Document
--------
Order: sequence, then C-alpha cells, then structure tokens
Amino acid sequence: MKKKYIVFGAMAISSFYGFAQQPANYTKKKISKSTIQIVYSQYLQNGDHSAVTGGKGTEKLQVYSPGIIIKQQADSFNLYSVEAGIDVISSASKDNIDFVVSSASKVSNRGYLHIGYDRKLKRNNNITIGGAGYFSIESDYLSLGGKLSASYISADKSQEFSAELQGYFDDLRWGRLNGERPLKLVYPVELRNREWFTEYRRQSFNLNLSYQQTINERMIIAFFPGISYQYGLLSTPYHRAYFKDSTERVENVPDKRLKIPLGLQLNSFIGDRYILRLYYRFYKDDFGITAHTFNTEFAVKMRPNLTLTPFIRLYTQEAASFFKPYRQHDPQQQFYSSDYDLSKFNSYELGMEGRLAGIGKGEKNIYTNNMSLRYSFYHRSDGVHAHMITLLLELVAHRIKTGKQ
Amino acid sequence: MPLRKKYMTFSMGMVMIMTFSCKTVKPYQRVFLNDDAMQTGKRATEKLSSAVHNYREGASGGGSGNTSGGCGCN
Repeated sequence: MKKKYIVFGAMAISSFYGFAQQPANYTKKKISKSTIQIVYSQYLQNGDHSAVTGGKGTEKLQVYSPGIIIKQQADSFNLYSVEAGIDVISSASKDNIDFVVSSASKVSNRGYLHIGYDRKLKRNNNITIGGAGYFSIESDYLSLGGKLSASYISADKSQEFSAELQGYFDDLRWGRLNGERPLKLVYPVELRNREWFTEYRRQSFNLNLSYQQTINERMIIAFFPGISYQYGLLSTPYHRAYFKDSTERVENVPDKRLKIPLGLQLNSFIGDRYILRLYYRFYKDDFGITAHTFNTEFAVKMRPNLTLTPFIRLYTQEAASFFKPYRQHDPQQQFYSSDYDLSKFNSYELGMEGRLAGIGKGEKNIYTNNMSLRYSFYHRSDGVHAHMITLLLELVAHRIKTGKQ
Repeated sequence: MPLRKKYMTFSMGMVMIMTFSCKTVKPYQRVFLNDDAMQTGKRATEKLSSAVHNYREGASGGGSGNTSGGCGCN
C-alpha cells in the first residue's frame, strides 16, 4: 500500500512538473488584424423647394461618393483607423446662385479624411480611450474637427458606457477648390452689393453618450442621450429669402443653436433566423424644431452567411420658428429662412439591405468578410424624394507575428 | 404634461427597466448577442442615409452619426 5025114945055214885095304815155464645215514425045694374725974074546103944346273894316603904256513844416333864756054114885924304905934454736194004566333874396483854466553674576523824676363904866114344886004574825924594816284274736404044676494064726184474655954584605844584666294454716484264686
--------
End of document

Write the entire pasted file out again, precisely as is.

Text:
Order: sequence, then C-alpha cells, then structure tokens
Amino acid sequence: MKKKYIVFGAMAISSFYGFAQQPANYTKKKISKSTIQIVYSQYLQNGDHSAVTGGKGTEKLQVYSPGIIIKQQADSFNLYSVEAGIDVISSASKDNIDFVVSSASKVSNRGYLHIGYDRKLKRNNNITIGGAGYFSIESDYLSLGGKLSASYISADKSQEFSAELQGYFDDLRWGRLNGERPLKLVYPVELRNREWFTEYRRQSFNLNLSYQQTINERMIIAFFPGISYQYGLLSTPYHRAYFKDSTERVENVPDKRLKIPLGLQLNSFIGDRYILRLYYRFYKDDFGITAHTFNTEFAVKMRPNLTLTPFIRLYTQEAASFFKPYRQHDPQQQFYSSDYDLSKFNSYELGMEGRLAGIGKGEKNIYTNNMSLRYSFYHRSDGVHAHMITLLLELVAHRIKTGKQ
Amino acid sequence: MPLRKKYMTFSMGMVMIMTFSCKTVKPYQRVFLNDDAMQTGKRATEKLSSAVHNYREGASGGGSGNTSGGCGCN
Repeated sequence: MKKKYIVFGAMAISSFYGFAQQPANYTKKKISKSTIQIVYSQYLQNGDHSAVTGGKGTEKLQVYSPGIIIKQQADSFNLYSVEAGIDVISSASKDNIDFVVSSASKVSNRGYLHIGYDRKLKRNNNITIGGAGYFSIESDYLSLGGKLSASYISADKSQEFSAELQGYFDDLRWGRLNGERPLKLVYPVELRNREWFTEYRRQSFNLNLSYQQTINERMIIAFFPGISYQYGLLSTPYHRAYFKDSTERVENVPDKRLKIPLGLQLNSFIGDRYILRLYYRFYKDDFGITAHTFNTEFAVKMRPNLTLTPFIRLYTQEAASFFKPYRQHDPQQQFYSSDYDLSKFNSYELGMEGRLAGIGKGEKNIYTNNMSLRYSFYHRSDGVHAHMITLLLELVAHRIKTGKQ
Repeated sequence: MPLRKKYMTFSMGMVMIMTFSCKTVKPYQRVFLNDDAMQTGKRATEKLSSAVHNYREGASGGGSGNTSGGCGCN
C-alpha cells in the first residue's frame, strides 16, 4: 500500500512538473488584424423647394461618393483607423446662385479624411480611450474637427458606457477648390452689393453618450442621450429669402443653436433566423424644431452567411420658428429662412439591405468578410424624394507575428 | 404634461427597466448577442442615409452619426 5025114945055214885095304815155464645215514425045694374725974074546103944346273894316603904256513844416333864756054114885924304905934454736194004566333874396483854466553674576523824676363904866114344886004574825924594816284274736404044676494064726184474655954584605844584666294454716484264686